A shocking report: Inside the Ron Paul conspiracy
Maybe you've heard rumors about an explosive newspaper expose on a major political figure that would rock the political world just as the presidential voting is about to begin.
We haven't either.
But we do know that today is when this newspaper blows the top off of the Ron Paul Conspiracy, that vast unorganized protest movement that has silently become one of the more interesting political phenomena of the current election season.
A Times reporter -- we'll call him James Rainey to protect his identity -- has managed to penetrate the Paul presidium.
In his story he recounts for the very first time the shockingly ordinary details of a movement of thousands of disparate, dissatisfied people, some of whom want an end to the Iraq war, an end to gun controls and the IRS, an end to laws banning marijuana and a return to the gold standard, whatever that means.
These Paulites believe the government has been hijacked by a bevy of big interests that threaten the freedoms of ordinary Americans. They're not going to take it anymore. Locally, they're even organizing a re-enactment of a brazenly defiant act, the BostonTea Party, except it'll be in Santa Monica and won't involve tea or white people dressed as Indians. And the protestors promise not to leave anything foreign floating in the water.
These committed partisans, bonded by their suspicion of authority and venal influences like the mainstream media that ignored them until they did something, have united behind a 72-year-old...
Air Force vet and ob-gyn from Texas who has managed to win 10 elections to the House of Representatives as a Republican with two first names and strongly libertarian leanings.
This man believes that U.S. sovereignity is threatened by many things, especially including consistently ignoring the Constitution and by a planned mystery superhighway that would unite with a ribbon of inexorable cement all three North American countries--Mexico, the United States and that other larger one on top that can only afford to have three downs in its football games.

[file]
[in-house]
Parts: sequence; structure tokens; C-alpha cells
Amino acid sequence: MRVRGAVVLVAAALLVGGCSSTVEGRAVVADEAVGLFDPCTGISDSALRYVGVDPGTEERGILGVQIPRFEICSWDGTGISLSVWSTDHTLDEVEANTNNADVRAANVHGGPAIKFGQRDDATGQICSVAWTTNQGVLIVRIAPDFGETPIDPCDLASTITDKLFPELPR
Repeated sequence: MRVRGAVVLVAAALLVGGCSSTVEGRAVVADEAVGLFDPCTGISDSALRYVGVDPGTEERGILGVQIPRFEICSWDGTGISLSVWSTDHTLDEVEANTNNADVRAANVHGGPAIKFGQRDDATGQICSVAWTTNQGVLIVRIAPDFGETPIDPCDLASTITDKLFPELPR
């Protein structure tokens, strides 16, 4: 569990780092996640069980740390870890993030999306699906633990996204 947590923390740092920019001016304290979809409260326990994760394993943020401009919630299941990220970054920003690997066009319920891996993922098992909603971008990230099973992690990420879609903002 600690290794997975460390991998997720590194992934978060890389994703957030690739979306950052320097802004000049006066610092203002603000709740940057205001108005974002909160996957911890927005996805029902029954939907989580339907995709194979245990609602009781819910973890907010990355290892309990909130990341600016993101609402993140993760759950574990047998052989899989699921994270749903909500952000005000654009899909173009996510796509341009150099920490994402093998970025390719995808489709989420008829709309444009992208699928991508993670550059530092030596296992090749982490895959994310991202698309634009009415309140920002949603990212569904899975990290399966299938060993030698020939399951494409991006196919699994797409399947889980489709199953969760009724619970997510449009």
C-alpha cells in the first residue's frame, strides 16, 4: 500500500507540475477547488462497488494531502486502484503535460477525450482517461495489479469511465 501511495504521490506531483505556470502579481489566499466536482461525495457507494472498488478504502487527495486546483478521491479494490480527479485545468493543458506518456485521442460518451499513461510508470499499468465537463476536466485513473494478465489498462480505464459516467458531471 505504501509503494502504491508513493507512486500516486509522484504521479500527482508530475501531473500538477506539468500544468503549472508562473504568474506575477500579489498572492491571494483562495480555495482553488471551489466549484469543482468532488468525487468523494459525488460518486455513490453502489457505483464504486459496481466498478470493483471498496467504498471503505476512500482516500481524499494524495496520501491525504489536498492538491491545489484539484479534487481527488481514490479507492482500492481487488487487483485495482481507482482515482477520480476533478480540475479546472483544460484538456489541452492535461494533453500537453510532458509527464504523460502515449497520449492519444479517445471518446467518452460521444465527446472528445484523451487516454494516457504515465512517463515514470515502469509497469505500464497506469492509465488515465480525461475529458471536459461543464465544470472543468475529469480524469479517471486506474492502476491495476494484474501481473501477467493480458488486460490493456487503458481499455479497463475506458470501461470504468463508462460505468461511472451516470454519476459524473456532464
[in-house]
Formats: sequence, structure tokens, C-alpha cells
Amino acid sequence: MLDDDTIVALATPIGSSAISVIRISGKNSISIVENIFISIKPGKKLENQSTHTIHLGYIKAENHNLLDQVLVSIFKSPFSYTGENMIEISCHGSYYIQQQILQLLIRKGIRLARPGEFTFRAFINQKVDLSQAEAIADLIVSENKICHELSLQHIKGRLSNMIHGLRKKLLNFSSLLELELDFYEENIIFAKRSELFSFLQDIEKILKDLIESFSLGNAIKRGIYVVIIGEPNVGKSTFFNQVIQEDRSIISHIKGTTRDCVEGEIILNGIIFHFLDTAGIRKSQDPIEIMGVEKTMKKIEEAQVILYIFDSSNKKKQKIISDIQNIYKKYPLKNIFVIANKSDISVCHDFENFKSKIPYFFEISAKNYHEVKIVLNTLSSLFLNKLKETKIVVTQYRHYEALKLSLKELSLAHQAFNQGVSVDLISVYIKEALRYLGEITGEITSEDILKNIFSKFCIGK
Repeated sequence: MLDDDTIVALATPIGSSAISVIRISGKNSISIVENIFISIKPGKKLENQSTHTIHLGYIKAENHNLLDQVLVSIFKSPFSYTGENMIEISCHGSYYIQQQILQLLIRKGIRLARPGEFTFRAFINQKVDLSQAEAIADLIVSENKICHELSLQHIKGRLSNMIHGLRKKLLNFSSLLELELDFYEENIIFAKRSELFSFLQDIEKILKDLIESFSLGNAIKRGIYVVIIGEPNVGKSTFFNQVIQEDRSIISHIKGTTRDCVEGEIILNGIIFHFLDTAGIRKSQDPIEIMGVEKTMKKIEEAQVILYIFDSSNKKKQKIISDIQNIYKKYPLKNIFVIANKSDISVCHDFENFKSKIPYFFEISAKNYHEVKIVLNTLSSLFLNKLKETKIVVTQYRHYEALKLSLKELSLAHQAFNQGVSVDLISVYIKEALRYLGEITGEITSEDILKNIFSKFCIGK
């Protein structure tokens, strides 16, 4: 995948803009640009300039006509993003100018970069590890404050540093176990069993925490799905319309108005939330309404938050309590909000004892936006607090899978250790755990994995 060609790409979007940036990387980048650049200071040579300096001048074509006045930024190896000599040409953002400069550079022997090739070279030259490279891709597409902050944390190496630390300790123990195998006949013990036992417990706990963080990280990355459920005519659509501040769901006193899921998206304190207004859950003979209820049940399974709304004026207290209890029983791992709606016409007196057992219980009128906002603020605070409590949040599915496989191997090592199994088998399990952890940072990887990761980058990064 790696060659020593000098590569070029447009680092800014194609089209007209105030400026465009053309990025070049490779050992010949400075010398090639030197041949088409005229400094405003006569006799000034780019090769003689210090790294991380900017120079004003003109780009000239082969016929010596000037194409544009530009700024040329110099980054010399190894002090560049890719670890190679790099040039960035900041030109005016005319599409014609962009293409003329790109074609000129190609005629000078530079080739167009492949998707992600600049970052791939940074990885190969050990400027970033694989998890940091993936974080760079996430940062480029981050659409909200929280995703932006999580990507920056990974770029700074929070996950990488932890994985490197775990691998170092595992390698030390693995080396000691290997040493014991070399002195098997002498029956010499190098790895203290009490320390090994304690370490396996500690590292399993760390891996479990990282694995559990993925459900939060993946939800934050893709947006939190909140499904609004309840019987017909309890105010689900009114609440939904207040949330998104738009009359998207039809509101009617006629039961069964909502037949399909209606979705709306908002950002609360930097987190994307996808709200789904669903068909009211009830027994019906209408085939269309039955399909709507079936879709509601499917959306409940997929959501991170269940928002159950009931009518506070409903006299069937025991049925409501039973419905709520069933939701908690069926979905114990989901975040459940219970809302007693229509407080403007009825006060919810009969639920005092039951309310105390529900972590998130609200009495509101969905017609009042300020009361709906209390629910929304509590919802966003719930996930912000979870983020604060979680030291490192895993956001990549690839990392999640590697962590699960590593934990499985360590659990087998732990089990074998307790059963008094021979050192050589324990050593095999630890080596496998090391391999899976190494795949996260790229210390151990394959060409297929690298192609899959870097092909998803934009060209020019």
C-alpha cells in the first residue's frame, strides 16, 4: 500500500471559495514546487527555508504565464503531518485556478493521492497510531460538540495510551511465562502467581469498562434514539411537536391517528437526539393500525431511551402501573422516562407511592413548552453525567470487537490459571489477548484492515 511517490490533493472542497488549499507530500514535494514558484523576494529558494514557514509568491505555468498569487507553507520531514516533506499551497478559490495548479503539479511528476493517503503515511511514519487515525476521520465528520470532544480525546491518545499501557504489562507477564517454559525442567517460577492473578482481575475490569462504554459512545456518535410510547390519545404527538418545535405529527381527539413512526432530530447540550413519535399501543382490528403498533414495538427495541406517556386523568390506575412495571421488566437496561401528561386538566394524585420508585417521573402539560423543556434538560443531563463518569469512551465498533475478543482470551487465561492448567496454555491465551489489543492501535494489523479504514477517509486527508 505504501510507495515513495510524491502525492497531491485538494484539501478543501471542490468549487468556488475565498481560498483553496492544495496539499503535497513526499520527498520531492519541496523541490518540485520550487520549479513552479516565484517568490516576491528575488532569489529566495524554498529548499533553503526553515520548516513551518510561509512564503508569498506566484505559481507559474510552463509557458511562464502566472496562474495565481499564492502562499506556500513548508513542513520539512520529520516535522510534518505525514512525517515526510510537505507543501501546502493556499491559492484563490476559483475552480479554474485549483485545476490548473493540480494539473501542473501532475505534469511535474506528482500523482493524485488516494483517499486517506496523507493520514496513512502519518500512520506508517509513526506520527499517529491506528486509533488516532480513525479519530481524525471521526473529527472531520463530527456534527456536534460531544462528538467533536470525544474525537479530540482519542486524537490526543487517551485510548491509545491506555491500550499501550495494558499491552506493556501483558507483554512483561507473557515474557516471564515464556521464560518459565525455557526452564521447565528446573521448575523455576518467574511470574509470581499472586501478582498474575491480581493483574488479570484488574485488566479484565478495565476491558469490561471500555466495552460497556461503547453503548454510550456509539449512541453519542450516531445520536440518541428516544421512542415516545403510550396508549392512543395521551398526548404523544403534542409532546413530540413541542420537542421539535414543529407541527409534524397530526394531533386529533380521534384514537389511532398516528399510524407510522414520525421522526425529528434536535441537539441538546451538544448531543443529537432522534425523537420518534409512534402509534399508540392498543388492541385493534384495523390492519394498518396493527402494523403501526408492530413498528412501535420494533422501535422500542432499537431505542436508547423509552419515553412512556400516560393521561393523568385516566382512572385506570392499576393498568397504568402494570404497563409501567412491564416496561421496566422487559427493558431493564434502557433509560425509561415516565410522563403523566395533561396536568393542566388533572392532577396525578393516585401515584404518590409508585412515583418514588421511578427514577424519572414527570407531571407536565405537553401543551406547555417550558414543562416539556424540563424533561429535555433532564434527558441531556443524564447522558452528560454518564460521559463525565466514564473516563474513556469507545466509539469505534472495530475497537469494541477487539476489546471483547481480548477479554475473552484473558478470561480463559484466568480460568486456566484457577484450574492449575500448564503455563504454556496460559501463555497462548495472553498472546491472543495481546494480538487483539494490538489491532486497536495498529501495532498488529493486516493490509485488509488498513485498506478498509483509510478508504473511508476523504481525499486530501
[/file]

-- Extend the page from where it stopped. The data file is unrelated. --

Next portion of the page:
Apparently he's not talking about I-15, which already does that.
"Rainey's" account describes how this man's followers appear to be ordinary citizens with jobs and family by day. But at night they gather openly in chat rooms and living rooms to plot how to promote a tiny unassuming man whom they call reverently Dr. Paul. With little central direction but tons of commitment, idealism and passion, Dr. Paul's followers do everything they can think of to mobilize voter support.
They patrol the internet day and night seeking Paul slights to right. They stand on windy interstate bridges holding inflammatory signs saying: RonPaul2008.com.
Even as you sleep at night some of the 1,200 Paul meet-up groups are handwriting letters to all 700,000 independent Iowa voters urging them to consider their long-shot leader. A couple of weeks ago Paulites raised $4.2 million on the internet in one day, a near-record, and a sum they intend to more than double on Dec. 16, the anniversary of that rebellious tea party. How's that for insignificance?
As one result, the ultra-lean Paul organization has been able to buy advertising in New Hampshire and to pump its poll numbers up near double-digits in some places. Rainey's story describes the commitment of one Ron Paul meet-up group in Southern California and the regular folks who drive it with their political beliefs and energies.
Few professionals -- well, to tell the truth, no one -- actually gives Paul any chance of winning the Republican nomination. But then up until Yorktown back in the 1700s, all the smart Vegas money was on the British.